We launched our Global Mentorship Programme on the 3rd of August; the Mentorship Programme is a virtual acceleration that helps early-stage oncology startups to achieve their goals and become accessible to patients as soon as possible. The mentors are at the core of the programme and without them, we couldn’t have put together such a compelling set of activities, workshops, and events.
This week on the blog we introduce Dávid and Márton, the mentors of the Mentorship Programme’s brand building and marketing workshop. Dávid and Márton are no strangers to the startup sphere, Márton started working with startups in 2012 and Dávid founded his first startup in 2010. Now Dávid is the founder and CEO of SmartHub and alongside with Márton, who is the project manager in Dávid’s team, they provide support for startups in sales, business development, investments.
Introduction: Please tell us three things about yourselves
- strategic planning mindset
- focusing on the big picture
- travelling man
- family man
- sports enthusiast
- thinking rationalist
What’s your motto in life?
D: The most important step is not the first one. It is the next one…
M: Mottos oversimplify the meaning of life.
Tell us the most important things about your current role
- founder of SmartHub – around 30 projects in cooperation
- business development
- GTM strategy
- sales and marketing
- communication and business development consultant with 10 simultaneous projects
When and why did you start to work with startups?
2010 – my first startup started in South-East Asia. I loved it!
2016 – I was mentoring startups for getting VC funding – it brought a lots of experiences and network.
2017 – I was building flexible marketing strategy for startups, and mentoring them.
2018 – I have established SmartHub in which I can make my dream true, in presenting valuable services for startups in funding, marketing, GTM and sales in a complex constructive method with my team
2019 – South-East Asian GTM for startups has started – workshops, hands on business tours (Kuala Lumpur, Singapore) in a partnership with foreign offices and international networking.
M: In 2012, because at that time startups seemed to be the opportunity to wash away the bad legacy of 90’s entrepreneurs.
You both have an impressive professional background and you’ve been in this space for some time now. How did you find it to transition to mentoring?
D: Transferring the B2B network and experiences is a key role for me to transfer. Also all VC or corporate meetings is a new opportunity for cLAB portfolio, I which I would like to transfer the win for both parties in negotiation.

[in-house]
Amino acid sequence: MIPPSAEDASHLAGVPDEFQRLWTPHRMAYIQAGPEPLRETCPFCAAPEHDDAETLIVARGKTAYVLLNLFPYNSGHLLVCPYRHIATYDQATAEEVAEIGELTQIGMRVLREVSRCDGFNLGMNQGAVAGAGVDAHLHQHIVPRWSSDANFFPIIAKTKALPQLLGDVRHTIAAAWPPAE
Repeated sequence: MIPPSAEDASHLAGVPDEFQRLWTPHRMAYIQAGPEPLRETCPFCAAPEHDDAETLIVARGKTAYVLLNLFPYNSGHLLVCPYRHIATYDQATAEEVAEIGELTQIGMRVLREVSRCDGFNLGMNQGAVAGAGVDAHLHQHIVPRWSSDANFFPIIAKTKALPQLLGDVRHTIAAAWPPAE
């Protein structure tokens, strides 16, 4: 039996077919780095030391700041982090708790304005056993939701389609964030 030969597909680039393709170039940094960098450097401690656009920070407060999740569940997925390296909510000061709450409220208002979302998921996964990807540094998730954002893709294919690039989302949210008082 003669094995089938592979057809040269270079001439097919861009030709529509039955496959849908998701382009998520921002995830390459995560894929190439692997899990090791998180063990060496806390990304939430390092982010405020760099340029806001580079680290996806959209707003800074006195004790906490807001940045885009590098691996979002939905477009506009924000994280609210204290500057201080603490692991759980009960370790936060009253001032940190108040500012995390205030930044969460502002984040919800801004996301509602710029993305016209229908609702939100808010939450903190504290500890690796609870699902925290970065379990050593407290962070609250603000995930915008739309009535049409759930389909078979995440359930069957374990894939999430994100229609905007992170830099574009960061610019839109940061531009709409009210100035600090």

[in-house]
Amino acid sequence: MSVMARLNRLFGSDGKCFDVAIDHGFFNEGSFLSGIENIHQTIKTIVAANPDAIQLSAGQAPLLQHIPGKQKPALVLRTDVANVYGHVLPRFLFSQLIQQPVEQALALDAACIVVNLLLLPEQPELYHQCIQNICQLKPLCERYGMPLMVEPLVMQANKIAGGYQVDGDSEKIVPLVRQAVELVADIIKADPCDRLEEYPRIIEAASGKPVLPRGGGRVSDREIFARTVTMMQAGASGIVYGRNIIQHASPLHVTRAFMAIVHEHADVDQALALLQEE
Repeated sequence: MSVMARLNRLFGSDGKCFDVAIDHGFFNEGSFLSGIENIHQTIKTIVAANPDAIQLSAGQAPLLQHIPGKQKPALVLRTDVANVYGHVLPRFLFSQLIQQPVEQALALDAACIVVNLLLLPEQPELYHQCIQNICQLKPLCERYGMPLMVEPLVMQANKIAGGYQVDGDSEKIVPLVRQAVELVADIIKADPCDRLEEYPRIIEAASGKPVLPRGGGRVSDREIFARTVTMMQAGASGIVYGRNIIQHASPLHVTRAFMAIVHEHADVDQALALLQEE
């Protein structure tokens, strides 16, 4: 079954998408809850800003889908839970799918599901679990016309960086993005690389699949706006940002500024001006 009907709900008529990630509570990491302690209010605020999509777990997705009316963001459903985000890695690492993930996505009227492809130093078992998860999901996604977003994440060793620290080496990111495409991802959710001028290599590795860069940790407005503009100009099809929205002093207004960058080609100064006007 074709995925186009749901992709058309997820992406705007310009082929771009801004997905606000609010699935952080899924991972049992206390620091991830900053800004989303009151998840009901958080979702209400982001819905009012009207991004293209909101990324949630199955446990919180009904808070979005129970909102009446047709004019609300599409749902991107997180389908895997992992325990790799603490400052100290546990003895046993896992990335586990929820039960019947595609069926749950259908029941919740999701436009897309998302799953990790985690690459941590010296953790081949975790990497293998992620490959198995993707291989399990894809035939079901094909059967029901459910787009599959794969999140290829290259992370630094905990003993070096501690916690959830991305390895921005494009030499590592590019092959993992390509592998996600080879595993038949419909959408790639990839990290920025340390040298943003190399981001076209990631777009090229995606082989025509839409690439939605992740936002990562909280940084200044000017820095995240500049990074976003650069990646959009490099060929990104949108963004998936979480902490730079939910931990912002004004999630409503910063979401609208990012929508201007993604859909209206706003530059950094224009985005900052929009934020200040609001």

M: Half of my family was and is still chasing their career path in education, but I’ve always been doing my things with a little business twist. So that, mentoring came up to be an obvious choice for me.
Most mentors work on a pro bono basis in the startup sphere, so it’s mainly the startups that are benefiting from the programme. How is it from a mentor’s point of view? Is mentoring a rewarding experience?
D: Win together is great think. I have my win in my life so it is time to transfer for the new comers. Every project teaches me for something new.
M: I disagree. Mentors benefit from summarizing and giving shape to their knowledge in a way that can be passed over to the so-called students. This helps from time to time to step on a new professional level. On the other hand, who knows what the potential of a mentored startup might be.
What’s your motivation in mentoring oncology startups?
D: Honestly? To make the world a better place. I have serious issues in my personal contacts about that topic, let’s make their future more positive.
M: I have already gained some experience with healthcare companies and I see that the impact made in this industry can be compared to no other.
Part of being an entrepreneur is about learning to fail. How did you learn to embrace failure?
D: There are people who always analyse their failure because they think this is the best way for learning. Others simple WIN! I prefer the second one.
M: I still haven’t fully, but now I am quite sure, if someone fails to do something I asked for, that is because I asked it the wrong way.
What’s the most important leadership lesson you’ve learned and how is it valuable for entrepreneurs?
D: Avoiding emotional decision making.
M: Same as above. The other one is temper and ego are the worst motives in important decisions. Take your time, even sleep a night to answer/decide on such issues.
You have long-standing, substantial experience in business consulting and marketing, what do you think is the biggest challenge for early-stage startups at the moment and how do you see their future in business the arena?
D: Find the right expert to a given task. If everyone is doing the thing in which they are experts, and keep focusing only on that, projects will scale continuously.
Understand customers need, let’s sit on the other side of the table, and try to ask the right questions. Then they can prepare the most effective value proposition.
M: You need to see the real motives of your potential clients. Then you can talk about brand values, USPs, channels, tools and all the other marketing wizardry.
Off the top of your head, what’s the one book every entrepreneur should read?
D: Dale Carnegie – How to win friends and influence people
M: Harry Potter. It teaches more about loyalty, strategic thinking, the nature of good and bad than any entrepreneur books you can get. For real. Or maybe it is because I just haven’t arrived to that coaching and self-improving period of life.cLAB Ventures - September 28, 2020